Log cabin on a lake in the mountains might face capital gains

There’s a lot of chatter lately about the impact of President Biden’s proposed tax legislation and economic agenda—and perhaps rightly so. We’ve recently learned more details about what’s included in the American Families Plan, and the tax implications are largely targeted at high-income earners and corporations.

There are two primary areas to be concerned about:

Estate tax changes

  • Elimination of the step-up in basis
  • Lower exemption amounts
  • Increased estate tax rates

Capital gains changes

  • Increase in capital gains tax rates
  • Elimination of the 1031 exchange for real estate

Let’s take a look at the details.

Estate tax changes

There are a few pieces to the estate tax changes. The new estate tax proposal includes removal of the asset step-up in basis in excess of $1M, a reduction of the estate exemption, and increased estate tax rates. These changes are going to have a significant impact on families.

Elimination of the step-up in basis

A step-up in basis is the readjustment of the value of an appreciated asset for tax purposes upon inheritance. When an asset is passed on to a beneficiary, its value is typically more than what it was when the original owner acquired it. The asset receives a step-up in basis to minimize the beneficiary’s capital gains tax.

For example, let’s say you own a family business valued at $6M, with a basis of $100,000. If your heirs are going to continue to run the business, they will be exempt from paying capital gains tax at your death. However, if they go to sell the business later, or they don’t plan on running the business, they would be subject to capital gains tax when they sell.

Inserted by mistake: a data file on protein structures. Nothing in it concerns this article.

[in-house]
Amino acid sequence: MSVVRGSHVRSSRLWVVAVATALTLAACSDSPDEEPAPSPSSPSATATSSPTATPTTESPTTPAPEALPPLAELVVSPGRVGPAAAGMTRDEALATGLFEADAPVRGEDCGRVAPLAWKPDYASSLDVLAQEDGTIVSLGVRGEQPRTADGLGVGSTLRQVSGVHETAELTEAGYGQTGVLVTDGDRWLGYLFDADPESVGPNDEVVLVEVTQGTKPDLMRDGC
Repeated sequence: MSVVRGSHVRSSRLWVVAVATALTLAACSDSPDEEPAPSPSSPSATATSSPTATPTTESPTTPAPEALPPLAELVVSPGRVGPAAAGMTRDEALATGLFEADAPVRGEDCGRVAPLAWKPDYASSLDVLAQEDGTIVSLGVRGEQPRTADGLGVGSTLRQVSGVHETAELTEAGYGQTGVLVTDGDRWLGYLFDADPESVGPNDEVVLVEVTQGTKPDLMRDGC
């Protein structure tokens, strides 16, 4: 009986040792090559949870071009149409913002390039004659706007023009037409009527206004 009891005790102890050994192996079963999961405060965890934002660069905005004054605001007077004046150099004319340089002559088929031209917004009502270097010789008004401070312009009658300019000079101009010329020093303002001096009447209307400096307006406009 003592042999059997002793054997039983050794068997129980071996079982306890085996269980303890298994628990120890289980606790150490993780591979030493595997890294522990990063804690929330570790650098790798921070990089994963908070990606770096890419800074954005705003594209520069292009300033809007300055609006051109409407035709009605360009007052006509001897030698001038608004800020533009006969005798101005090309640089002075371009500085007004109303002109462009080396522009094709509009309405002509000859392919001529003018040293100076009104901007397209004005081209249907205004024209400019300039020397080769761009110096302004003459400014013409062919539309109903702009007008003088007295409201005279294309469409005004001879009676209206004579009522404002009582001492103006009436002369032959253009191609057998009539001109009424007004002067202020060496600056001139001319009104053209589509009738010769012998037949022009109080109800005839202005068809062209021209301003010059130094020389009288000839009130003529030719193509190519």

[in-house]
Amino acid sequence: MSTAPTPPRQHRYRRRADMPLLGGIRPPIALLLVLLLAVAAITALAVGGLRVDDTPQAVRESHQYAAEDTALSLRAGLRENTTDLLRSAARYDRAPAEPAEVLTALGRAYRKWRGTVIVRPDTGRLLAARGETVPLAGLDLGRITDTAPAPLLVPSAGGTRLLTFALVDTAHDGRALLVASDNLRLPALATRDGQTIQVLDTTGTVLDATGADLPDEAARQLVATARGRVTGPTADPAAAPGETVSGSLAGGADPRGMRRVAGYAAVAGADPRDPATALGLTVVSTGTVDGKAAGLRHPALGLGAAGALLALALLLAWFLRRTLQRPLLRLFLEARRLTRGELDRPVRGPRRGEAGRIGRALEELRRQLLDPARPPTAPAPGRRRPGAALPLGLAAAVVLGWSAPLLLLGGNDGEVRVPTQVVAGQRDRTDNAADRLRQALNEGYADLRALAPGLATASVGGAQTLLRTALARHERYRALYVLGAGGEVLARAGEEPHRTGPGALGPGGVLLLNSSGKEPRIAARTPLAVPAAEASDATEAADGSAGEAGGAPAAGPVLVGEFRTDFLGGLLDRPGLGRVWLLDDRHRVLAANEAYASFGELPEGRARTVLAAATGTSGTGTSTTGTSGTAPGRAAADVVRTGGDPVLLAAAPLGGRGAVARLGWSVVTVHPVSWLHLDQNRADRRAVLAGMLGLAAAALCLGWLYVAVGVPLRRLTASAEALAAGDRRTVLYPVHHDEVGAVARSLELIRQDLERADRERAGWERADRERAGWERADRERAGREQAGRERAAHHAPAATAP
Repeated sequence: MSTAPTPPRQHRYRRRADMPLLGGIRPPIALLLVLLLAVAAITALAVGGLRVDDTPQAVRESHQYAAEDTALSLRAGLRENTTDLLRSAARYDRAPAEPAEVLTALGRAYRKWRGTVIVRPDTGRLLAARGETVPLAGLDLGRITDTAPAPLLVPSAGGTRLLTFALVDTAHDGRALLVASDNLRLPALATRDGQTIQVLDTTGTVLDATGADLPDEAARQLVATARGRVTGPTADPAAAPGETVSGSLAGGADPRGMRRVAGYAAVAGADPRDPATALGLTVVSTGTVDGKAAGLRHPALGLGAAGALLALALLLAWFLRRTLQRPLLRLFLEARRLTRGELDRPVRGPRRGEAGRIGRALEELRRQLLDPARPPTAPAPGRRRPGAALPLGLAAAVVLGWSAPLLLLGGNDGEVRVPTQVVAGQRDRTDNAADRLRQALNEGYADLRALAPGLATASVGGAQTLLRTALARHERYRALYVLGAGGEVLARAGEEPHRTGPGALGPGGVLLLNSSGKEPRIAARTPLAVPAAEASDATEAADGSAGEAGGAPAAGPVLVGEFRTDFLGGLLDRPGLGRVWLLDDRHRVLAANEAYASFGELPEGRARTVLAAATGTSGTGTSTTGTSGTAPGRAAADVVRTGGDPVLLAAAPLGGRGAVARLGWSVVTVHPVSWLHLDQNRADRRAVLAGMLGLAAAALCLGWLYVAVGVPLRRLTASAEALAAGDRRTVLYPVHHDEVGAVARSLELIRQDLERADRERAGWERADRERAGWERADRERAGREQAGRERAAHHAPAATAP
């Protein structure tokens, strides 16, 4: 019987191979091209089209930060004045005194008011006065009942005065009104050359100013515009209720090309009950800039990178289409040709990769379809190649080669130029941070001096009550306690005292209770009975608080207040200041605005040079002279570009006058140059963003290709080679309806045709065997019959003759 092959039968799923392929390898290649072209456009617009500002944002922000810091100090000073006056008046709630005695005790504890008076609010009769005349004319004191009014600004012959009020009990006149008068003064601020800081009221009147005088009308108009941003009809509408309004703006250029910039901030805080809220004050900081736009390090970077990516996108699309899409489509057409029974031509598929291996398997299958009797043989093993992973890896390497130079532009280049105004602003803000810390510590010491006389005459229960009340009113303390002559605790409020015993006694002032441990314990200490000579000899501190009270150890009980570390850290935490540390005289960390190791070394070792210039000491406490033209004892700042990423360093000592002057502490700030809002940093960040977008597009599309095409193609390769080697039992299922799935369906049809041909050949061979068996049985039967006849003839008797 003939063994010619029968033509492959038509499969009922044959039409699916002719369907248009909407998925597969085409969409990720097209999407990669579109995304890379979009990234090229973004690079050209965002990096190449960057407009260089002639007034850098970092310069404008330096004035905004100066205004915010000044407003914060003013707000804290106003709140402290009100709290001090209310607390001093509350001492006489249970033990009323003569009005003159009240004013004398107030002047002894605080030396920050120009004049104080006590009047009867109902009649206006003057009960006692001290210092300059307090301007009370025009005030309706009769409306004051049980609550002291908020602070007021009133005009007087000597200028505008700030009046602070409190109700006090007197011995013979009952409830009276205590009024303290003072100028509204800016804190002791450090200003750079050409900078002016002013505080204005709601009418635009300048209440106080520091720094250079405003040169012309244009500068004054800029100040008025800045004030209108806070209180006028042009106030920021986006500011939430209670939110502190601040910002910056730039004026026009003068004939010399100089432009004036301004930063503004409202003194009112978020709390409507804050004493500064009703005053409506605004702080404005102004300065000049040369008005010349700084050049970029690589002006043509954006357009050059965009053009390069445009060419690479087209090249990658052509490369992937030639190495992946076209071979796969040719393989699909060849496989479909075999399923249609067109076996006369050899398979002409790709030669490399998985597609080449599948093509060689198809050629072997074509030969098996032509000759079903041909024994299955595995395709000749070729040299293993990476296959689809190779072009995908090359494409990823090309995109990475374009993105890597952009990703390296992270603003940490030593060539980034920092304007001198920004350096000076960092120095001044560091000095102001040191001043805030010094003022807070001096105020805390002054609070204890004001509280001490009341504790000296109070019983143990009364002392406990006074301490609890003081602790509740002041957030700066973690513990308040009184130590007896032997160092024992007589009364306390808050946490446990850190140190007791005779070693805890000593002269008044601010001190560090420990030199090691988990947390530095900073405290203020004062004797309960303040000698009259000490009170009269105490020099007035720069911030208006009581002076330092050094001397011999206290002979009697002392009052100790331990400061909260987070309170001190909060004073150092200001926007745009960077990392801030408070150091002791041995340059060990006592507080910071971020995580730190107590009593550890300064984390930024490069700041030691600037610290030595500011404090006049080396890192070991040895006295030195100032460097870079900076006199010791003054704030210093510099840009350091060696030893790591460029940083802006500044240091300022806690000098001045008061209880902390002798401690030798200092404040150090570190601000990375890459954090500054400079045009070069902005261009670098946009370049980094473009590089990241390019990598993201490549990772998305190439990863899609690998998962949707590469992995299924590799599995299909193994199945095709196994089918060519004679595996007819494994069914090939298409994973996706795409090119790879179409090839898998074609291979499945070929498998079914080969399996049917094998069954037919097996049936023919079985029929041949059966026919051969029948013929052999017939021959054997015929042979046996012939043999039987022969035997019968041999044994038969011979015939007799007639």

Based on how the rule is currently proposed, there would be a $1M exemption, so if they were to sell after your death, they would owe capital gains on $4.9M ($6M less $100,000 basis less $1M exemption). They may also owe estate tax, eroding the value even further. This will apply to family farms, as well, who often own expensive equipment that has been fully depreciated.

Another example is if you own a family home that you want to keep in the family that has increased in value since purchase. Current legislation allows for a step-up in basis, but new legislation may require capital gains tax to be paid, forcing the family to to sell the property if they cannot afford the taxes.

This will require families to plan ahead more than ever if their goal is to preserve wealth.

Lower exemption amounts

Today, we have a record-high estate tax exemption, which allows an individual to gift or bequeath up to $11.7 million without your heir incurring tax ($23.4 million for married couples). New legislation could reduce this exemption to $3.5 million ($7 million for couples).

Increased estate taxes

In addition to eliminating the step-up in basis and reducing exemptions, new legislation could increase estate tax rates—potentially up to 45%. In this case, an additional 5% of your estate assets may be turned over to the IRS compared to today’s rates.

Capital gains changes

Changes to capital gains come in two forms: an increase in capital gains tax rates and elimination of the 1031 exchange for real estate.

Increase in capital gains tax rates

For Americans earning $1M or more per year, the American Families Plan proposes capital gains rates increase to ordinary income rates. The proposal also includes increasing top income tax bracket from 37% to 39.6%.

You may think that you do not make over $1M per year so it should not impact you. However, this will be a significant hit to those selling businesses or who may receive a large amount of their compensation in company stock.